USAASC has been working with the G-1, ATRRS to transfer DAU equivalent and fulfillment training data from the Acquisition Career Record Brief (ACRB) within CAMP/CAPPMIS into ATRRS and on the DAU transcript. The first batch file was successfully loaded on April 17. This process will recur on a weekly basis to upload new records posted to the ACRB. More than 7,000 training records were added to ATRRS. DAU provides a listing of equivalencies for all courses delivered by DAU and/or predecessor courses, which are considered acceptable toward meeting current acquisition career field certification requirements. To document equivalencies accepted by DAU that are obtained from non-Army schools, open a help desk ticket at https://rda.altess.army.mil/camp/index.cfm?fuseaction=support.helpRequest and ask that your ACRB be updated to reflect completion of DAU equivalent courses.

    DAU has successfully procured a commercial-off-the-shelf new Student Information System (SIS) to replace the current distinct DAU registration systems for the four services. PORTICO, the official name of this acquisition workforce initiative, is a Web-based system that integrates critical capabilities including career training management, schedule development, course registration, and Defense Acquisition Workforce Improvement Act transcripts and reporting. PORTICO will interface with DAU and sister DoD systems, ATRRS, and CAMP/CAPPMIS. It will standardize functionality and capability for all services. For Army students, the system will completely replace the current AITAS student registration system at https://www.atrrs.army.mil/channels/aitas. It will allow for a better user experience, and more transparency and up-to-date status information for students applying for DAU courses. Army workforce members will be able to authenticate using a DoD common access card. PORTICO is projected to be released in 2nd quarter 2013. For more information on PORTICO and the latest PORTICO newsletter, please visit http://www.dau.mil/sis.

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  • CERDEC Directorate Reorganizes to Better Emphasize Integrated Solutions

    As an Army research, development, and engineering organization, CP&I adds value in innovating and implementing integrated capabilities, whether they are developed internally or by other organizations. The Command and Control aspect of CP&I’s work includes handheld devices for Soldiers. (U.S. Army photo by Edric Thompson, RDECOM CERDEC Public Affairs.)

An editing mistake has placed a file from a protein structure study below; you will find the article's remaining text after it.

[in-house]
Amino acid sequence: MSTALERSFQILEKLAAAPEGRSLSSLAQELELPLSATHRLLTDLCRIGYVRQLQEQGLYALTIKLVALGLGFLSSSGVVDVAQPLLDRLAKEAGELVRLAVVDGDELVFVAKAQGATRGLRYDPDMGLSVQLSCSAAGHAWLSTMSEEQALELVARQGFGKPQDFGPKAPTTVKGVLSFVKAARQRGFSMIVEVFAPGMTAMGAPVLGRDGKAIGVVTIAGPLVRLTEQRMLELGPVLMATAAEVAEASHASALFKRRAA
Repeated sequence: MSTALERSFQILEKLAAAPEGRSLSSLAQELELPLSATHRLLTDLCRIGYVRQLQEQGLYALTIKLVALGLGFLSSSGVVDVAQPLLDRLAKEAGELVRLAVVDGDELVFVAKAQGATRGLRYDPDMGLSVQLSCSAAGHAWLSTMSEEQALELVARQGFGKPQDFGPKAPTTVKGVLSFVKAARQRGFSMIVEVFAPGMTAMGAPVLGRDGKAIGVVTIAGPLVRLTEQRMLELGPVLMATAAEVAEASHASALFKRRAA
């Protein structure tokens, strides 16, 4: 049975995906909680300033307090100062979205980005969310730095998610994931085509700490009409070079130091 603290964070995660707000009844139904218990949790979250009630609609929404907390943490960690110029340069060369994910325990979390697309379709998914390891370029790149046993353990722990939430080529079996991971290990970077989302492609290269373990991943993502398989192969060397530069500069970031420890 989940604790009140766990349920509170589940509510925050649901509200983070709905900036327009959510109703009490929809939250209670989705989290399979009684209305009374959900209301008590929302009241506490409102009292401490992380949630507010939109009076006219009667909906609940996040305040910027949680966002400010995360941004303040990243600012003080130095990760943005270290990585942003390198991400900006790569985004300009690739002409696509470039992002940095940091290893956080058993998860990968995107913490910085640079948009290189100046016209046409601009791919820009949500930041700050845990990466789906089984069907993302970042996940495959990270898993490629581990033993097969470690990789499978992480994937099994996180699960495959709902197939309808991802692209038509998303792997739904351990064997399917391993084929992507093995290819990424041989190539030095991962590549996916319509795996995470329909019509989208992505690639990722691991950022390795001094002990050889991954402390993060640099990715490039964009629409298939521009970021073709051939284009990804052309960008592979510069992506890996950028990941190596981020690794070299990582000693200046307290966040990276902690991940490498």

The U.S. Army Research, Development, and Engineering Command’s Communications-Electronics Center (RDECOM CERDEC) has reorganized an element of its workforce to better support integrated capability solutions in mission command; computing platforms; power; and command, control, communications, computers, intelligence, surveillance, and reconnaissance (C4ISR) platform integration.

    The CERDEC Command and Control Directorate, or C2D, has changed its name to Command, Power and Integration (CP&I) and has restructured its branches to better emphasize its core competencies and to ensure that those competencies are not split across divisions. The new name directly reflects the organization’s mission, which is to innovate and implement solutions in the specific core competencies of mission command capabilities, mission command computing platforms, power and energy, and C4ISR platform prototyping and integration.

    The changes will allow an increased focus on the individual core competencies while also allowing the directorate to better leverage internal synergies to develop integrated capability solutions for Army-unique challenges, said CP&I Director John Willison, a member of the Senior Executive Service.

    “We’re doing everything we can to make sure we’ve got the best people with the best facilities working in priority areas in which we can uniquely add value,” Willison said. “Not only will each division have well-defined areas, skill sets, priorities and customers, but we as an organization will be able to connect the dots between these so we’re putting together overall capabilities. This will best posture our organization to add value within each competency and across each competency as a complete package.”